Thursday, April 2, 2009

Language Peeves - Where Are You At?

From a reader -

I used to monitor the HAM 2-meter frequency which is for local radio communications. Most of the people asked location by saying, "Where are you at?" I always wanted to ask, "What's the difference between 'Where are you?' and 'Where are you at?'"

The word where, by semantic nature, includes the preposition at, so asking someone where they are is the same as asking "at what location are you?"

That said, it would be redundant to ask the question, "At what location are you at?"

8 comments:

OHN said...

Like the old joke of two students at Harvard. One asks the other where the library is at....the other answers that those at Harvard do not end a sentence with a preposition...the first guy then rephrases to: Where's the library at asshole?

Laura Payne said...

Good one and very similar to the old joke I posted a few weeks ago - http://walkinthewords.blogspot.com/2009/03/grammar-humor-dont-end-sentence-with.html

Erin Davis said...

Exactly. The "at" is not necessary!

One of my latest language pet peeves: The incorrect use of the reflexive pronoun. Example: Thank you for giving such a warm welcome to my wife and myself.

Mark Pennington said...

Think you've heard 'em all? Check out these Top 40 Vocabulary Pet Peeves, but warning… you may cringe on a few that you have misused.

Wordacious said...

Mark - Great blog and a great post. I'm sure I have misused some of the words on occasion because, as you said, "everyone misuses a word now and then".

Mark Pennington said...

Thought the vocabulary list was enlightening? Check out these Top 40 Pronunciation Pet Peeves, but warning… you may cringe on a few that you mispronounce.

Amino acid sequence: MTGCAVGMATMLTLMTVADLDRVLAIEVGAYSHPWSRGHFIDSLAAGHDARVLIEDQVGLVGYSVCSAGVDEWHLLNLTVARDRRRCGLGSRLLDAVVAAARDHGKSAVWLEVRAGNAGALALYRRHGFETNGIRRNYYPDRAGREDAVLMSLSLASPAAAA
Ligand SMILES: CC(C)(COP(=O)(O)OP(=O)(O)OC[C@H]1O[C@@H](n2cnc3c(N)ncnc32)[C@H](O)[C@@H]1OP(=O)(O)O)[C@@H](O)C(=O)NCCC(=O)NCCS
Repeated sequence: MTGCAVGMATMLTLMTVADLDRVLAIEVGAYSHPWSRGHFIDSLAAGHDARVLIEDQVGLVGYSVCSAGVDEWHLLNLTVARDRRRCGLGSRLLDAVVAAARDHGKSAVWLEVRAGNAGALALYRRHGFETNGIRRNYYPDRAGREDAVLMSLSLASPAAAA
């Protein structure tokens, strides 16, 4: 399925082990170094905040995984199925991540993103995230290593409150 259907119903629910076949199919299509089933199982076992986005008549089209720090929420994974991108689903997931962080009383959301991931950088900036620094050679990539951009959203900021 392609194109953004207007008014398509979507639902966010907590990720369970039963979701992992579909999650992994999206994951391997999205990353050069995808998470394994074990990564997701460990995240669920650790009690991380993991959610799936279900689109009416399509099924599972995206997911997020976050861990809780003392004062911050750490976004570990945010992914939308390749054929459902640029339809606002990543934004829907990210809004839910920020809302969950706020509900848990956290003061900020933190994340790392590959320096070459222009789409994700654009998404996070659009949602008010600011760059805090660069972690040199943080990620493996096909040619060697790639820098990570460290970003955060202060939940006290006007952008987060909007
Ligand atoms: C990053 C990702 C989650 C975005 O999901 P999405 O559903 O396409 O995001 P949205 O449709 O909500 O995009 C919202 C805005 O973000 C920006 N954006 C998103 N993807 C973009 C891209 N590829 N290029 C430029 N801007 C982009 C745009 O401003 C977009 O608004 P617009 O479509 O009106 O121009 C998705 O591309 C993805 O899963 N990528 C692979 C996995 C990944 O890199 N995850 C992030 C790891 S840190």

dandibrandi said...

You might be interested in the Newfoundland dialect(s), where it is perfectly acceptable to ask someone, "where ya to?" (where are you?) or "where did you find that to?" (where did you find that?) or "I was over to the store" (I was at the store). A fun sample sentence from a Newfoundlander: "stay where you're to 'til I comes where you're at."

The dialect is fascinating, if you ever want to explore it (there is actually a lot of variation in the dialect across the island, so I'd probably say it is more accurate to call them multiple dialects).

Wordacious said...

Thanks for mentioning the dialect dandibrandi, it does look fascinating. I will certainly check it out as I am very interested in dialects and have written about Michigan's Upper Peninsula dialect many times. http://walkinthewords.blogspot.com/search?q=upper+peninsula

Have a great day.

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